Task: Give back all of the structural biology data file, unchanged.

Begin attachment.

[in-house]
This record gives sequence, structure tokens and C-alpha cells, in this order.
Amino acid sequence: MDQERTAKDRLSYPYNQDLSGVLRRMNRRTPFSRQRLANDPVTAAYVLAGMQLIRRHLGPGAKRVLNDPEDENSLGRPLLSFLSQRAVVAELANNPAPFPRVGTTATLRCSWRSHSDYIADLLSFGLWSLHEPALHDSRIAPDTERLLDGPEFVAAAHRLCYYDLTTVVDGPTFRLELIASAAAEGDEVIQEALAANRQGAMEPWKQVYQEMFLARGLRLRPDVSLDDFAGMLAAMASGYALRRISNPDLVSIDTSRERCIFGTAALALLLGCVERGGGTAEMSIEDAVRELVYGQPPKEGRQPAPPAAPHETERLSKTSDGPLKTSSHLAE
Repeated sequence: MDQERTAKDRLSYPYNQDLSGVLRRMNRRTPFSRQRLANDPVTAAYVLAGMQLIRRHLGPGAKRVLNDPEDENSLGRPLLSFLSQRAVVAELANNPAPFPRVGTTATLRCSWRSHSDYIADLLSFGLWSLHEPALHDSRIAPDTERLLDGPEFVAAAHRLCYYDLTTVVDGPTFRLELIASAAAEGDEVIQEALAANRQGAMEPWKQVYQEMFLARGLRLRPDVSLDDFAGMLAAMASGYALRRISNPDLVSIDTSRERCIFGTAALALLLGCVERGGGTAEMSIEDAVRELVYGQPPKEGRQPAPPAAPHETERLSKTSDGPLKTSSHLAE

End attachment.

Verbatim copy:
[in-house]
This record gives sequence, structure tokens and C-alpha cells, in this order.
Amino acid sequence: MDQERTAKDRLSYPYNQDLSGVLRRMNRRTPFSRQRLANDPVTAAYVLAGMQLIRRHLGPGAKRVLNDPEDENSLGRPLLSFLSQRAVVAELANNPAPFPRVGTTATLRCSWRSHSDYIADLLSFGLWSLHEPALHDSRIAPDTERLLDGPEFVAAAHRLCYYDLTTVVDGPTFRLELIASAAAEGDEVIQEALAANRQGAMEPWKQVYQEMFLARGLRLRPDVSLDDFAGMLAAMASGYALRRISNPDLVSIDTSRERCIFGTAALALLLGCVERGGGTAEMSIEDAVRELVYGQPPKEGRQPAPPAAPHETERLSKTSDGPLKTSSHLAE
Repeated sequence: MDQERTAKDRLSYPYNQDLSGVLRRMNRRTPFSRQRLANDPVTAAYVLAGMQLIRRHLGPGAKRVLNDPEDENSLGRPLLSFLSQRAVVAELANNPAPFPRVGTTATLRCSWRSHSDYIADLLSFGLWSLHEPALHDSRIAPDTERLLDGPEFVAAAHRLCYYDLTTVVDGPTFRLELIASAAAEGDEVIQEALAANRQGAMEPWKQVYQEMFLARGLRLRPDVSLDDFAGMLAAMASGYALRRISNPDLVSIDTSRERCIFGTAALALLLGCVERGGGTAEMSIEDAVRELVYGQPPKEGRQPAPPAAPHETERLSKTSDGPLKTSSHLAE